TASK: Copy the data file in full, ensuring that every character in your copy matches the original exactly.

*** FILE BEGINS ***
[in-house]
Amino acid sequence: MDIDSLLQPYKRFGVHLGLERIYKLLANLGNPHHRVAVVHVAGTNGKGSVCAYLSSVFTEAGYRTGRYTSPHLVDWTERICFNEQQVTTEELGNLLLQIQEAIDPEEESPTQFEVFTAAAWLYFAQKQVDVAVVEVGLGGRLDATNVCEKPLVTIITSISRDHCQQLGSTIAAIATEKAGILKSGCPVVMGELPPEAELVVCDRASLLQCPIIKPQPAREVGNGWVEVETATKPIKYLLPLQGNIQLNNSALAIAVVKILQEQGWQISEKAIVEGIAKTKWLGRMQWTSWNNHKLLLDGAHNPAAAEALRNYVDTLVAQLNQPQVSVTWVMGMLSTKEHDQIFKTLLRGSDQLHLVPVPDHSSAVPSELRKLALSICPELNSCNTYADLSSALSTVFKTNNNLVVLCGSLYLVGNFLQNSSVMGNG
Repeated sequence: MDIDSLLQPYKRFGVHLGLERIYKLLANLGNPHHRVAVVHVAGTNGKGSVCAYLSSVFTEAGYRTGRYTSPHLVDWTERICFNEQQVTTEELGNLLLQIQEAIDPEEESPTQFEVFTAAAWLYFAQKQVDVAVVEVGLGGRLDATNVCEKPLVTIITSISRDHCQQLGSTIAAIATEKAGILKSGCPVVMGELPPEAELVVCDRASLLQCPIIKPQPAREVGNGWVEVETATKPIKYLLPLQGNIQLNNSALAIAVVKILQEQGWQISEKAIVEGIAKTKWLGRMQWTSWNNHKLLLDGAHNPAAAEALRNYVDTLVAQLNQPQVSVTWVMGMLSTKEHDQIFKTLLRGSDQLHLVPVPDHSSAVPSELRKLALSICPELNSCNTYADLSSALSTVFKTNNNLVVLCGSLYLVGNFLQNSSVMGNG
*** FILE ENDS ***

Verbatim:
[in-house]
Amino acid sequence: MDIDSLLQPYKRFGVHLGLERIYKLLANLGNPHHRVAVVHVAGTNGKGSVCAYLSSVFTEAGYRTGRYTSPHLVDWTERICFNEQQVTTEELGNLLLQIQEAIDPEEESPTQFEVFTAAAWLYFAQKQVDVAVVEVGLGGRLDATNVCEKPLVTIITSISRDHCQQLGSTIAAIATEKAGILKSGCPVVMGELPPEAELVVCDRASLLQCPIIKPQPAREVGNGWVEVETATKPIKYLLPLQGNIQLNNSALAIAVVKILQEQGWQISEKAIVEGIAKTKWLGRMQWTSWNNHKLLLDGAHNPAAAEALRNYVDTLVAQLNQPQVSVTWVMGMLSTKEHDQIFKTLLRGSDQLHLVPVPDHSSAVPSELRKLALSICPELNSCNTYADLSSALSTVFKTNNNLVVLCGSLYLVGNFLQNSSVMGNG
Repeated sequence: MDIDSLLQPYKRFGVHLGLERIYKLLANLGNPHHRVAVVHVAGTNGKGSVCAYLSSVFTEAGYRTGRYTSPHLVDWTERICFNEQQVTTEELGNLLLQIQEAIDPEEESPTQFEVFTAAAWLYFAQKQVDVAVVEVGLGGRLDATNVCEKPLVTIITSISRDHCQQLGSTIAAIATEKAGILKSGCPVVMGELPPEAELVVCDRASLLQCPIIKPQPAREVGNGWVEVETATKPIKYLLPLQGNIQLNNSALAIAVVKILQEQGWQISEKAIVEGIAKTKWLGRMQWTSWNNHKLLLDGAHNPAAAEALRNYVDTLVAQLNQPQVSVTWVMGMLSTKEHDQIFKTLLRGSDQLHLVPVPDHSSAVPSELRKLALSICPELNSCNTYADLSSALSTVFKTNNNLVVLCGSLYLVGNFLQNSSVMGNG